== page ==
FAQ
Greetings,
I am trying to puppetize a process that goes like this:
1) remove package a.i386
2) create repo file
3) install package a.x86_64 from repo
4) update config_file_1
5) update config_file_2
6) update config_file_3
7) start service

Shouldn't be too hard right? Except I have played with every combination I
can think of using with notify, subscribe, before, and require and I can't
seem to get this to all happen in the same run. It always does a part of it
the first run then requires a second run to finish up (a couple of
variations required three and even four runs!). I am struggling to find out
where I am going wrong. The code I have right now is the "best" in that it
always requires _just_ two runs to complete. I edited out a lot of the
parameters that are trivial just to focus on the dependency problem. I can
share full code if I really need to but it is a bit messy as I pass all
kinds of stuff to the template and I don't want to confuse the issue.

Here is the basis of my code:

package { ['a.i386']:
   ensure => absent,
   before => Package['a.x86_64'],
}

yumrepo { "RepoA":
   # stripped out other paramters
   notify => Package['a.x86_64'],
}

package { ['a.x86_64']:
   ensure => absent,
   subscribe => Yumrepo['RepoA'],
}

file { "/etc/config_file_1":
   # stripped out other paramters
   subscribe => Package['a.x86_64'],
}

file { "/etc/config_file_2":
   # stripped out other paramters
   subscribe => Package['a.x86_64'],
}

file { "/etc/config_file_3":
   # stripped out other paramters
   subscribe => Package['a.x86_64'],
}

service { 'a':
   # stripped out other paramters
   subscribe =>
File["/etc/config_file_1","/etc/config_file_2","/etc/config_file_3"],
}

As stated, I get a consistent run out of this. I just have to do it twice.
First run:
a.i386 is removed
Yumrepo is created
scheduling refresh of service
All three files fail to install
service fails

Second run
a.x86_64 is created
scheduling refresh of service
All three files install
service works

Why?

According to this page [1] subscribe "Causes a resource to be applied after
the target resource. The subscribing resource will refresh if the target
resource changes." Thus the scheduling of a refresh shouldn't happen until
/after/ the files and NONE of the files are supposed to run until /after/
the package is installed! But clearly, this is not the case! At least the
service schedule happens after the files fail so that is somewhat in order.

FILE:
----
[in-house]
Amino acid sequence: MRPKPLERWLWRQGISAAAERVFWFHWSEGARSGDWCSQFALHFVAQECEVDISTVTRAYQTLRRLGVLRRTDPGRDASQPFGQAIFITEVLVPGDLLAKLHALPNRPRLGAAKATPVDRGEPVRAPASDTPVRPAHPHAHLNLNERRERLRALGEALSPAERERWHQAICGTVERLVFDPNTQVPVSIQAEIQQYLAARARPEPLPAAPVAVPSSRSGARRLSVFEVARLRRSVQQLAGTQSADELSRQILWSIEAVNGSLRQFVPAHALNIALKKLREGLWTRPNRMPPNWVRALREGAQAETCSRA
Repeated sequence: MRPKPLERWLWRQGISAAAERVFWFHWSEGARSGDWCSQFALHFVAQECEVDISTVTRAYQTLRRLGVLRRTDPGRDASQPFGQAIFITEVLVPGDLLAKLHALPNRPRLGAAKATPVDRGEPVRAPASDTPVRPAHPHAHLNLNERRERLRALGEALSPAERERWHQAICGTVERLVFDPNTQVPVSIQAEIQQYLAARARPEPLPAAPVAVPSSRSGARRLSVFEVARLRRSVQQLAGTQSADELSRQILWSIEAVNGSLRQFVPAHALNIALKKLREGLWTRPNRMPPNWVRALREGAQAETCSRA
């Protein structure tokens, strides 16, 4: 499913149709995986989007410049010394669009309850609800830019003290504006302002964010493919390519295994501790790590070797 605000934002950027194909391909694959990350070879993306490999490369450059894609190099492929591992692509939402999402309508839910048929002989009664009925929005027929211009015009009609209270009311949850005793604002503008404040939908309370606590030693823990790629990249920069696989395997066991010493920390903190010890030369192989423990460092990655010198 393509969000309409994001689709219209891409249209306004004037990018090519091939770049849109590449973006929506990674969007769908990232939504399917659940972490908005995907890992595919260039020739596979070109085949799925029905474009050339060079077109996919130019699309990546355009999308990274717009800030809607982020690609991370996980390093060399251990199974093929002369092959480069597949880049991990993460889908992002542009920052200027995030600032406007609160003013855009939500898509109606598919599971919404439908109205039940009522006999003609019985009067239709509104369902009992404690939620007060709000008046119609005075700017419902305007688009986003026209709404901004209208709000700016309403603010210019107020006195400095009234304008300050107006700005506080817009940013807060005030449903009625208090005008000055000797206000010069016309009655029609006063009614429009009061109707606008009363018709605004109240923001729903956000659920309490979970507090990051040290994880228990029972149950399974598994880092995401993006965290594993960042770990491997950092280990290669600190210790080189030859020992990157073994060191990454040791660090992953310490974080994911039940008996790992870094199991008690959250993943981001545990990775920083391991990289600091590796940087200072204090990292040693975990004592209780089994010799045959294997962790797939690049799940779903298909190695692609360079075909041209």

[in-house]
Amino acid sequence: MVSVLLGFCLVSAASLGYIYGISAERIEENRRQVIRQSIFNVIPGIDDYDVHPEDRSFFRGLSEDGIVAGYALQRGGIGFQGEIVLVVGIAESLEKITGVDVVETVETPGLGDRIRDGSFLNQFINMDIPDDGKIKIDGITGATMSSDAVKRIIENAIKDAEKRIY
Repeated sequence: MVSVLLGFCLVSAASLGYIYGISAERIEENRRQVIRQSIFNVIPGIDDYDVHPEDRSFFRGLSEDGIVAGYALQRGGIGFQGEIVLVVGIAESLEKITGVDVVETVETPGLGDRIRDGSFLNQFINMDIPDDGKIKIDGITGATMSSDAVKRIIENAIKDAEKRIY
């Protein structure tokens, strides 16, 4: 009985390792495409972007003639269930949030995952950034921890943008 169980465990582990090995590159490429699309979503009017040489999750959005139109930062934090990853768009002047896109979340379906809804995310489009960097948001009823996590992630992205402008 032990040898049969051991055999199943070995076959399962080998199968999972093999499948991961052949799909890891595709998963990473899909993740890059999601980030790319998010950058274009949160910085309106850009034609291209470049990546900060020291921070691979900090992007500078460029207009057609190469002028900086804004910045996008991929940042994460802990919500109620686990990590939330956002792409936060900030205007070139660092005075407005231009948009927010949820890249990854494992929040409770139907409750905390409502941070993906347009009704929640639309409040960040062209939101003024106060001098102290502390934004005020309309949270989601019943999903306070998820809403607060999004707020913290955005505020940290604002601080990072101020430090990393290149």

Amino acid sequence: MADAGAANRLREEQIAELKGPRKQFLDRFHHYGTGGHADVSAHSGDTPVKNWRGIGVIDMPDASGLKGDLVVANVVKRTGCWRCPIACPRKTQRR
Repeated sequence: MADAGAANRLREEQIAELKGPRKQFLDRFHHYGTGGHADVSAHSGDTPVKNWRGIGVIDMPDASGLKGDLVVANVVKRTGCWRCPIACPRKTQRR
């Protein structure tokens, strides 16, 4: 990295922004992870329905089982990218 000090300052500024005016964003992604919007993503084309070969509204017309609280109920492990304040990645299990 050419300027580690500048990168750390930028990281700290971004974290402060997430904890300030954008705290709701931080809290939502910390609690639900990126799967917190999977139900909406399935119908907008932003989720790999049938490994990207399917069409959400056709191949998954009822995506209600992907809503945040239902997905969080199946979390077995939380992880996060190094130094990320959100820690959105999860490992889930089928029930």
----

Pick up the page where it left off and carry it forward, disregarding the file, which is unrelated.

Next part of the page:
And the repo is created properly, so that is a plus. I have a feeling that
it is because the yum repo isn't refreshed before trying to install the
package, but I am not 100% sure on that. As far as I can tell through
debug, puppet never even attempts to install a.x86_64 until the second run.
[1]
http://docs.puppetlabs.com/puppet/latest/reference/lang_relationships.html

The only thing left that I can think of that I haven't tried would be to
shove each process into a subclass then chain them together something like
this
{class::remove}->{class::addyum}->{class::install}->{class::configfiles}->{class::service}
but that seems /really/ silly.

Can someone please point out where things are going screwy for me? I would
greatly appreciate it.

Thanks!

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  • Luis León at Jan 31, 2014 at 11:23 am
    I use arrows to specify the order without class, you could use:

    Package['a.i386']->Yumrepo ['RepoA']->Package ['a.x86_64']->File
    ['/etc/config_file_1] and so on...


    For example now I'm working with mongo and I use a single class with the
    previous dependence_

    Package['mongo-10gen-server-2.2.6']->File[$paths]->File['/etc/mongo/arbiter.conf']->File['/etc/mongo/shard1_master.conf']->File['/etc/mongo/shard1_secondary.conf']->File['/etc/init.d/mongod']->Service['mongod']->File['/etc/puppet/rs.js']->Exec["mongo
    $ip:$port_replica/admin /etc/puppet/rs.js"]


    Regards,
    Luis
    Luis


    El jueves, 30 de enero de 2014 23:00:49 UTC+1, Stack Kororā escribió:
    Greetings,
    I am trying to puppetize a process that goes like this:
    1) remove package a.i386
    2) create repo file
    3) install package a.x86_64 from repo
    4) update config_file_1
    5) update config_file_2
    6) update config_file_3
    7) start service

    Shouldn't be too hard right? Except I have played with every combination I
    can think of using with notify, subscribe, before, and require and I can't
    seem to get this to all happen in the same run. It always does a part of it
    the first run then requires a second run to finish up (a couple of
    variations required three and even four runs!). I am struggling to find out
    where I am going wrong. The code I have right now is the "best" in that it
    always requires _just_ two runs to complete. I edited out a lot of the
    parameters that are trivial just to focus on the dependency problem. I can
    share full code if I really need to but it is a bit messy as I pass all
    kinds of stuff to the template and I don't want to confuse the issue.

    Here is the basis of my code:

    package { ['a.i386']: